Friday, November 28, 2008

An unscientific poll

Stinking Billy asked me a question, and not knowing the answer, I thought I'd ask my expat Brit readers who live in the US to help. I made a poll, but if you read this blog via RSS reader it probably doesn't show up so, if you haven't already, can you actually visit the blog and pick an answer? Thanks! If you're feeling really bored, you could explain your answer in the comments.

I've already (at least partially) answered him via my response to his original comment - I'm Accidentally Almost American.

Becoming American part 3

Born to Indian parents in London and raised in Rhode Island, author Jhumpa Lahiri spoke in her interview on NPR about becoming American of a "sort of a half-way feeling [of being American]."

Like me, she is a US citizen who does not always feel American. She seems to have struggled with this over her 40 years in the US, particularly with the idea that her parents stood out as not American despite the fact they did have American passports. They never socialized easily with her friends' parents.

"I think this was a two-way street. It wasn't just that they were afraid or unwilling — there was a fear, an unwillingness on both sides."
As a white immigrant, with an English accent rather than a foreign language accent, I have had less difficulty fitting in than many immigrants to the US. Some people seem to put me in a different category than the more obviously foreign newcomers to the US. One person, mid-rant about how all immigrants should be sent home, paused to say, "Not you of course, you're different." The irony was her grandparents immigrated from Poland! It is important to remember that assimilation IS a two-way street. I fit in partly because it is assumed I will. I listen to comments made about some of the immigrants I come into contact with through my work, and am amazed that people see them as so different just because they don't speak English well - and then they wonder why these immigrants don't assimilate better?! 'Black' president or not, we have along way to go in learning tolerance!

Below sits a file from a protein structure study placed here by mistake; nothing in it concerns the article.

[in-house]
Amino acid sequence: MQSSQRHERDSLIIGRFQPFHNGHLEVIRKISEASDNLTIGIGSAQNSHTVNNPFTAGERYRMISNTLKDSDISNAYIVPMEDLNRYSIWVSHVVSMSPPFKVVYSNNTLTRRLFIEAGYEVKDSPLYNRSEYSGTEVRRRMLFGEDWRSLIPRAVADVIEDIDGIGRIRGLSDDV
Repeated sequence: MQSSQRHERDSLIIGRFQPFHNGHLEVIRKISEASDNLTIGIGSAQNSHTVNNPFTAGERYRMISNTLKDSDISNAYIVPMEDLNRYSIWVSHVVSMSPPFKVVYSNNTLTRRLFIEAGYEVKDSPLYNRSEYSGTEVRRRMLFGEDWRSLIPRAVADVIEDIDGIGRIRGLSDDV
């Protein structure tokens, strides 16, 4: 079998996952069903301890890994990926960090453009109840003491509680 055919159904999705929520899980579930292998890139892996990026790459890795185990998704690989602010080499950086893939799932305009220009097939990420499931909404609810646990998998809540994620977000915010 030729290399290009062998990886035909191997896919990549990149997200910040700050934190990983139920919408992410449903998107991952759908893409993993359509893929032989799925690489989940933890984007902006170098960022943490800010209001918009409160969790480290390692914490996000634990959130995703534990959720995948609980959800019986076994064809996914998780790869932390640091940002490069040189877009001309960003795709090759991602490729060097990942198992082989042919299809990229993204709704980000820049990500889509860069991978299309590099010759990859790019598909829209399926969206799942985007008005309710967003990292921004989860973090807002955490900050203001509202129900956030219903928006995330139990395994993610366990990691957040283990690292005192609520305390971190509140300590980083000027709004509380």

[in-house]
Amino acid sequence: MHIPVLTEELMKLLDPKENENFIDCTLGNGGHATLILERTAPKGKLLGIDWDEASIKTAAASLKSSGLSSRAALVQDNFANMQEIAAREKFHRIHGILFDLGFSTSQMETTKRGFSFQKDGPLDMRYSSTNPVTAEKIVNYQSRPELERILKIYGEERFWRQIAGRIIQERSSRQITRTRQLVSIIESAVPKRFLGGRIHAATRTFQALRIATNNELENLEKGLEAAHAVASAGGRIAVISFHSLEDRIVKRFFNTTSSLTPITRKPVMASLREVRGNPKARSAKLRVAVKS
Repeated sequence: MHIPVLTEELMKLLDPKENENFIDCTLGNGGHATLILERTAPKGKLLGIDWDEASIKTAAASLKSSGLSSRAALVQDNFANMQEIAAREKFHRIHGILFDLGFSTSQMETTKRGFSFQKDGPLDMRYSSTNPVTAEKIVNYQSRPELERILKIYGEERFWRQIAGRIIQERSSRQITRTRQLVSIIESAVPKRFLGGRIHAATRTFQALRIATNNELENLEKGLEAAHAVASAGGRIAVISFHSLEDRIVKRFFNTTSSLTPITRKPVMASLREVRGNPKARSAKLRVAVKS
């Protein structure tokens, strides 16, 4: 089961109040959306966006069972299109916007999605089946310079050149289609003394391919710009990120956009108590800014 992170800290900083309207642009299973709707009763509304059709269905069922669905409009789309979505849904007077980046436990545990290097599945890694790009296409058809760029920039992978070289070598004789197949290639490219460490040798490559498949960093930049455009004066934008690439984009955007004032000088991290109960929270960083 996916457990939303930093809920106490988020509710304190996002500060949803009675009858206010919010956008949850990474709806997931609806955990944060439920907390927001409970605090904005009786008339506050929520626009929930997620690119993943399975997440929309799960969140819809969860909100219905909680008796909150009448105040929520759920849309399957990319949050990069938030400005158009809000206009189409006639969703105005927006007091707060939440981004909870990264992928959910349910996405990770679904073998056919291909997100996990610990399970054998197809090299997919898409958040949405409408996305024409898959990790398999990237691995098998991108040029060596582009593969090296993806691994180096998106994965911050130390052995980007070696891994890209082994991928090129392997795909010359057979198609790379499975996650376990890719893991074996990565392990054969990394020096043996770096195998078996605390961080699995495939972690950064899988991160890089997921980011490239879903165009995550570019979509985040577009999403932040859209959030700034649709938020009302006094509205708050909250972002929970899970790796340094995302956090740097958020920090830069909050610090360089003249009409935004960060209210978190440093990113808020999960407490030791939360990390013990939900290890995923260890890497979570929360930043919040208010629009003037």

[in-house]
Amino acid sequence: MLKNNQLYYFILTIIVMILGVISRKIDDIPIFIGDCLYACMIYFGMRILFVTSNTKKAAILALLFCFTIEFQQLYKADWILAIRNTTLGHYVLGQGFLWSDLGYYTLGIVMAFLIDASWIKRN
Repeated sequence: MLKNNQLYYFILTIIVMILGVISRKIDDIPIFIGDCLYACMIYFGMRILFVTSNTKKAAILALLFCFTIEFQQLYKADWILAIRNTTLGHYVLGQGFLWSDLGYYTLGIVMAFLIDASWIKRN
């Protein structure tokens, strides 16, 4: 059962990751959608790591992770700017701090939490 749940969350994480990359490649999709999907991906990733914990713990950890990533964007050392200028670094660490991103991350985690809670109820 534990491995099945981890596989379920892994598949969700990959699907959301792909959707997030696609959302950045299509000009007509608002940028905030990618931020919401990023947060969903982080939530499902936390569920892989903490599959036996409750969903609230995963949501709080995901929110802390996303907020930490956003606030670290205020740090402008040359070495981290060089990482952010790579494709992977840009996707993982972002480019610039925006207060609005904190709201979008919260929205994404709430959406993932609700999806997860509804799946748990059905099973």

Thursday, November 27, 2008

Thanksgiving in New England

One advantage of celebrating Thanksgiving in New England as opposed to some other areas of the United States is that once the fridge is full, the garage can become a walk-in fridge.

At least this time it all went on a table instead of on the steps!

Becoming American part 2

Joseph O'Neil was the second author interviewed for NPR's series on Becoming American. He talked of how the decision to emigrate has become much less decisive than it was. I think he was comparing immigration today to the waves of Irish immigration in the past when those who left knew they were unlikely ever to return to their homeland, when he says that nowadays:
"You can go backwards and forwards as much as you like, subject to legal and financial restrictions. And you can stay in touch with everyone back home. You can read their blogs, you can speak to them on the phone."